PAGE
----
Review: Origin


I knew it as soon as I saw it. A nice-looking, clean-cut black boy wearing a dark gray hoodie sweatshirt on a clear night — coming home from a 7-Eleven with a bag of Skittles and a can of pop. He’s smiling and talking to his girlfriend on his cell phone. A Hispanic guy on private patrol calls his sighting in. It is a dramatization of the last moments of Trayvon Martin.

Meanwhile, Isabel Wilkerson, the first African-American to win a Pulitzer for journalism, is asked to write about this case. She doesn’t do that anymore she explains. She researches and writes long meaningful books, now.

But after her husband and mother die, in quick succession, she starts thinking of the Martin case and begins her research. Yes, it’s about Martin’s murder, but it’s also about why it happened and why slavery happened, and why the Holocaust happened and why there is an untouchable class in India and why there is a historical hierarchy of oppression in the first place.

“Origin” is the fabulously well-crafted true story of how Isabel Wilkerson, played by the beautiful Aunjanue Ellis, wrote her best-selling book, “Caste.” Strongly recommended by my own church and assistant pastor, “Caste” is a revealing look at why there is a hierarchy of privilege in the first place. When Wilkerson’s research comes up with the premise that oppression and subjugation are not necessarily racially determined but are based on something else, she strikes gold.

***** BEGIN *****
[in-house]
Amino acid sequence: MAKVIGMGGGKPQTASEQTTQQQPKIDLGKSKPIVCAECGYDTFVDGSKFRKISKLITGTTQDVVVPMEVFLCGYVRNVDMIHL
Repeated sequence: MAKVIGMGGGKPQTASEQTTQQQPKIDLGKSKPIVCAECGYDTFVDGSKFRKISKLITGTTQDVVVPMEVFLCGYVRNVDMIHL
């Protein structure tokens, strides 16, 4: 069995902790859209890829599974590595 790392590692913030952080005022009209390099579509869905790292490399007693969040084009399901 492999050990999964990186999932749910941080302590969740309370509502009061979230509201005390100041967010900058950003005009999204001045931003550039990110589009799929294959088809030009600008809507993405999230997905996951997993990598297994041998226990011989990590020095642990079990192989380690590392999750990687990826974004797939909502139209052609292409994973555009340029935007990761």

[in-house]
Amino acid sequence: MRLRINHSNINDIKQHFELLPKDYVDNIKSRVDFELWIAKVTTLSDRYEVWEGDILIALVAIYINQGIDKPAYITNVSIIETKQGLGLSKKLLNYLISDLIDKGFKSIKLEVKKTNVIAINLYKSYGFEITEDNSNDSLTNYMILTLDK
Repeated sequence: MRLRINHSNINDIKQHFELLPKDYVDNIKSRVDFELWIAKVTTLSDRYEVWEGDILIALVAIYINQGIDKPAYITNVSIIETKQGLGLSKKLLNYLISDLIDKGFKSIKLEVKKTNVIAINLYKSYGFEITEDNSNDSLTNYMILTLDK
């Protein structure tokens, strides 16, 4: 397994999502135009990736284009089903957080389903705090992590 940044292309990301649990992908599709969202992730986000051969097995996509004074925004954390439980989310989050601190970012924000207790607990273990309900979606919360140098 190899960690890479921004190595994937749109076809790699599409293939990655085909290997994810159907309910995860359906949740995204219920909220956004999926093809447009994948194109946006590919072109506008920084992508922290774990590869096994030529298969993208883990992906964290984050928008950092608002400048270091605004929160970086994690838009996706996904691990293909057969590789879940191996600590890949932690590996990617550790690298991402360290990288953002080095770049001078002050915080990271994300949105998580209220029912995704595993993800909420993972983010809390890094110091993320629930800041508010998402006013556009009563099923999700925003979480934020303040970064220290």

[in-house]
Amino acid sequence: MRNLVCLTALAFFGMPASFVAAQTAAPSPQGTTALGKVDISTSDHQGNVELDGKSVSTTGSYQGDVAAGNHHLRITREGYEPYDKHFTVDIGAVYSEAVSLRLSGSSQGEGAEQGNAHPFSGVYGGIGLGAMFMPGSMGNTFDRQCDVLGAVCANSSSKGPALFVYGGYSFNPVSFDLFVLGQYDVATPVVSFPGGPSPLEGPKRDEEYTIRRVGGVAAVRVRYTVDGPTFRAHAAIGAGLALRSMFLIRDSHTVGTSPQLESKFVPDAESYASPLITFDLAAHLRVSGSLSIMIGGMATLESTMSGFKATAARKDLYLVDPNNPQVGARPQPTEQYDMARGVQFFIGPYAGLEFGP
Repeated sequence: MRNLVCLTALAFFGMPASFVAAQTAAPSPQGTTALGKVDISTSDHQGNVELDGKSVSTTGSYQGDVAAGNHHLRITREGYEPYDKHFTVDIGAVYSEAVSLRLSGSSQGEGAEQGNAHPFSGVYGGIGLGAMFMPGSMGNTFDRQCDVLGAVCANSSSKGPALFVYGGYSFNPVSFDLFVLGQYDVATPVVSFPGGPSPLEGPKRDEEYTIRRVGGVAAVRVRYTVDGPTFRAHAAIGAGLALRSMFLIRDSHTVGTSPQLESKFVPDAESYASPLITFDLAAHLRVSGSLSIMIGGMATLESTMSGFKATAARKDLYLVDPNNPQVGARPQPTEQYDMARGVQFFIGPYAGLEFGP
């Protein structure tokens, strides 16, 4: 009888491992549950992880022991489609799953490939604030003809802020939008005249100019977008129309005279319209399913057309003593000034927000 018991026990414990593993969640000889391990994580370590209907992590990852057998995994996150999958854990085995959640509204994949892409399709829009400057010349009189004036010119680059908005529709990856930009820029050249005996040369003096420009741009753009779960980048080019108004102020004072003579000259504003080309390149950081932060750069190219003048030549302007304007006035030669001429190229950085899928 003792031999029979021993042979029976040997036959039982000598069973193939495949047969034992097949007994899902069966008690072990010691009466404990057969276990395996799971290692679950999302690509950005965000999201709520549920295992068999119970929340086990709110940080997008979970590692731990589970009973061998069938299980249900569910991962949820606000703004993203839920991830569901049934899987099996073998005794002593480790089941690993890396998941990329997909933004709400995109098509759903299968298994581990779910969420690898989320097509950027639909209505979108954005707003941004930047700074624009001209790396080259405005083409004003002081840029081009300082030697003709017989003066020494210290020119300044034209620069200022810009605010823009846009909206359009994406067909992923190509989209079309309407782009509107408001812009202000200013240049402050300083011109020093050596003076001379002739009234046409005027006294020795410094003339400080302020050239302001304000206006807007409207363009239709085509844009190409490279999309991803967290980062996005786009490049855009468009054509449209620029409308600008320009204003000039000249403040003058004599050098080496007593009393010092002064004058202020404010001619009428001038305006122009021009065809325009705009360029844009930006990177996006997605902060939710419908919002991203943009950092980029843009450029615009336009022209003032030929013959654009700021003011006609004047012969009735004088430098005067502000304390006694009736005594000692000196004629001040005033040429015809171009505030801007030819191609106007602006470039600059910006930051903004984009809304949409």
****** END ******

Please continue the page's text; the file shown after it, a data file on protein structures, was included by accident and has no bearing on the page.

Wilkerson’s research into the past is depicted with elaborately exact environments and realistic characterization. The scene in a Nazi Germany conference room, where officials are studying and learning from American documents about how slaves were treated, set apart, and dehumanized, was startling.

Wilkerson’s research reveals that through history similar kinds of dehumanization, degradation, and oppression have occurred, but not always through the construct of race. Her most powerful example is of the Dalit people, the untouchables, of India. Even though there is no difference in their race from the Indian population, these people are deemed so untouchable that the water they drink must be poured from containers high above so contact with their skin does not occur.

The genius of the film’s concept, writing about a best-selling nonfiction study from the perspective of how it was written and what was happening to its writer at the time, belongs to Ava DuVernay.

Besides winning an Emmy, an NAACP Image and two BAFTA awards, DuVernay’s two areas of focus include Black women within a racist, patriarchal society and the injustices that have been affecting Black families through time.

Her work, her research, her sensitive voice and her brilliance in bringing “Origin” to the screen will surely secure her name in the 2023 Oscar nominations. “Origin” will be released in New York and LA on Dec. 8, and on Jan. 19 for wide release. Seeing this fabulous production will be well worth your time.


Director/Writer: Ava DuVernay
Based on: Caste: The Origins of Our Discontents by Isabel Wilkerson
Producers: Ava DuVernay and Paul Garnes
Cast: Aunjanue Ellis, Jon Bernthal, Vera Farmiga, Audra McDonald, Niecy Nash-Betts, Nick Offerman and Blair Underwood
Cinematography: Matthew J. Lloyd
Editing: Spencer Averick
Music: Kris Bowers
Release: Dec. 8, 2023 (limited), Jan. 19, 2024 (wide)
Official website and how to view:

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